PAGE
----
Dairy converts nail it with nil empties
CONVERTING FROM beef and sheep to dairy four years ago was a smart move for Hawkes Bay farmers, Karen and Donald Fraser.
They are enjoying the double bonus of high milk solids payouts coupled with an increase in milk production last year by 100,000 kg.
That was helped by a nil empty rate in their incoming heifers, 218 of them, reared in 2008 with the help of probiotic Queen of Calves.
“It doesn’t get any better than that. The national average is 40%,” says Donald.
They attribute their success to a variety of management factors with attention to detail throughout being crucial, they say.
Karen keeps a close eye on the calves from the start.
“The first 10 weeks of life is critical and will determine how good they are when they join the herd.”
Calves are fed X-factor for 12 days then go on to Queen of Calves, a probiotic calf feeding supplement to enhance the nutritional value of milk. The Frasers say the calves start eating substantially early on, their coats shine and they look healthy on both products.
Fibre Fresh is used instead of meal. “Fibre Fresh is partly fermented so half the work is done for the calf. An added bonus is the birds don’t like it. I also use straw to give them the scratch factor.”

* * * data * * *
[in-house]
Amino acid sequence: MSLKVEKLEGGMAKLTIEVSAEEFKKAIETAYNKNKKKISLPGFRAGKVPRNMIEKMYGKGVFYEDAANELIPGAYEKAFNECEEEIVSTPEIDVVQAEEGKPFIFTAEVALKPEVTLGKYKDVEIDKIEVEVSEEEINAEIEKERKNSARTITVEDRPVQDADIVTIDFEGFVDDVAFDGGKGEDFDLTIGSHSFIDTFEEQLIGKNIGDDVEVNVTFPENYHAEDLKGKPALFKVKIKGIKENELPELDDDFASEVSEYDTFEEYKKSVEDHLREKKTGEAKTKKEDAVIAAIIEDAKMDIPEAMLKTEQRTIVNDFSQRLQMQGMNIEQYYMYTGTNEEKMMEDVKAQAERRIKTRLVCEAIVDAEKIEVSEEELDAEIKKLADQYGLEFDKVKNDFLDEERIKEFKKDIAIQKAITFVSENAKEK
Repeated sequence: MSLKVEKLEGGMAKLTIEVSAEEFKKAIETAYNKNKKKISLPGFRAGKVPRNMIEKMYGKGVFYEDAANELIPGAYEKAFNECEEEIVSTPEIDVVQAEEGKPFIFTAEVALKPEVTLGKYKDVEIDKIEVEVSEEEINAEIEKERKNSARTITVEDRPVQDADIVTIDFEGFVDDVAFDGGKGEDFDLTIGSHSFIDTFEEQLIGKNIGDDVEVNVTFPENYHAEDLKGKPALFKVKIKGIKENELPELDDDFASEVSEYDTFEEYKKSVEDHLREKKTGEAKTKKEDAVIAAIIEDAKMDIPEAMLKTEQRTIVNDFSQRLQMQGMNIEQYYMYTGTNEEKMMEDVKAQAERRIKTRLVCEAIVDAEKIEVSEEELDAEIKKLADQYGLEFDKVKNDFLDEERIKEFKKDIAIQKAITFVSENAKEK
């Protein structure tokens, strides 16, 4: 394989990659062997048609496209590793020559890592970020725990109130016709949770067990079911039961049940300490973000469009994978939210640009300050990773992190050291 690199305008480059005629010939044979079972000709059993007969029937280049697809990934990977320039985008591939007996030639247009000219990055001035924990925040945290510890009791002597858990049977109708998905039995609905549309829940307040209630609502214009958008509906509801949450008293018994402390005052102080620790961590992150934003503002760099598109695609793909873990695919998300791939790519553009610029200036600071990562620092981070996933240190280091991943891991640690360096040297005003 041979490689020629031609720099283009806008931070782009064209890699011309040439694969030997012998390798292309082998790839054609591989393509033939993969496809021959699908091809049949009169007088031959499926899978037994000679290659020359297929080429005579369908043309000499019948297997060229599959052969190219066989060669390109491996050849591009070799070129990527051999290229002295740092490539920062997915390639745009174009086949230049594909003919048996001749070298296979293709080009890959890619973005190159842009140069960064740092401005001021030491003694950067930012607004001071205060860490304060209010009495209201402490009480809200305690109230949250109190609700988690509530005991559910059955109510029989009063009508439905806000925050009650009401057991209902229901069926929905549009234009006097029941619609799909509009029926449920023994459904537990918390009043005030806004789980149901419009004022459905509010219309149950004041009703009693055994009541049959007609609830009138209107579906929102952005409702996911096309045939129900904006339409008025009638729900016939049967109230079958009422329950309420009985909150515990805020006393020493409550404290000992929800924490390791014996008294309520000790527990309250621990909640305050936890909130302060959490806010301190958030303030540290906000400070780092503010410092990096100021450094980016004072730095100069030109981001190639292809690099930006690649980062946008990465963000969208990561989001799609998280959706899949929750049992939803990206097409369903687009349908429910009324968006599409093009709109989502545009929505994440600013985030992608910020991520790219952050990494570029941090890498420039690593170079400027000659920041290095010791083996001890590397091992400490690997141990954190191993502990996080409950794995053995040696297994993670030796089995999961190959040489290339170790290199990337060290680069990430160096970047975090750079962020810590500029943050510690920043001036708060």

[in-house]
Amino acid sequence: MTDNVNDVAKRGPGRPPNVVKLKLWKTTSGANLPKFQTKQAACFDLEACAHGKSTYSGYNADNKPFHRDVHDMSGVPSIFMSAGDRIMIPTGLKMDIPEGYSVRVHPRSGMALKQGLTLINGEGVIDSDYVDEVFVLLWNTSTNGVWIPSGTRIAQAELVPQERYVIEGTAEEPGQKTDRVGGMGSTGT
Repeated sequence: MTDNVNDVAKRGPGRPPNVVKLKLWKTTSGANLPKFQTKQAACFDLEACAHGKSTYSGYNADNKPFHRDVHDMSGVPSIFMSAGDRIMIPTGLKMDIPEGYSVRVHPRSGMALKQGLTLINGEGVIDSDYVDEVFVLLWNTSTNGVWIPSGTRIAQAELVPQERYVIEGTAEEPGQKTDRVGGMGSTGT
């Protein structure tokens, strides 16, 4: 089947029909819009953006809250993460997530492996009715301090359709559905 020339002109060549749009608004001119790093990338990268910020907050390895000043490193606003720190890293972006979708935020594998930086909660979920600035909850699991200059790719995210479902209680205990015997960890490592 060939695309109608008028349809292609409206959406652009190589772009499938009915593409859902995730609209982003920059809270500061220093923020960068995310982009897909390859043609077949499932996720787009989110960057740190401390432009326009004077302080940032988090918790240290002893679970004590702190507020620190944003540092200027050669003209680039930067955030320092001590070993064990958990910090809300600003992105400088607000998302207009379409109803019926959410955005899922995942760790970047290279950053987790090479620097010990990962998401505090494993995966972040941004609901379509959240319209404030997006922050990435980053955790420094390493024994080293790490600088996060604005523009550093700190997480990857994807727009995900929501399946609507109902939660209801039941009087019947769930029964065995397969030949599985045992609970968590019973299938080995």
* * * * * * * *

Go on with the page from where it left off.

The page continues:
A crop of home grown barley is used to finish calves.
Frasers used Queen of Calves in their first year dairy farming, trialling to produce 340kgs/head on average in their first lactation.
“That’s an average 50-60kg above average and, at $8/kg, that return is worth having.”
Meanwhile forecast lower payouts in their second year saw them drop Queen of Calves. They later saw this as false economy and reinstated it.
“We pride ourselves in hardly ever having a sick calf and I’d put that down to making sure they get the colostrum and use of probiotics.”
Massey University recently reported research (Rural News, Aug 2) which found Queen of Calves increased daily growth rates by 10%, reduced weaning time by about 8 days and produced much bigger calves at 12 weeks of age.
Dairy farm survey statistics show Queen of Calves can produce an extra 49kg milk solids per heifer in the first lactation and $367 extra revenue per calf. Donald says for the farm to run well, all “the little things” need to be done well too. It’s a philosophy that’s been reflected in milk quality.
“We were grade free last year. Out
Eight employees, including two assistant managers.
750ha, 1500 cows, year round milking.
6m kgMS in 2010.
Maize, barley and other feed crops grown.
Grain fed in shed all year.
Running Friesian, Kiwi Cross and Jersey: mid range cows more economical, easier on pasture.
Dairy effluent seen as soil nutrient.
Calving shed floor of deep pea-size metal: waste drains away; no smell.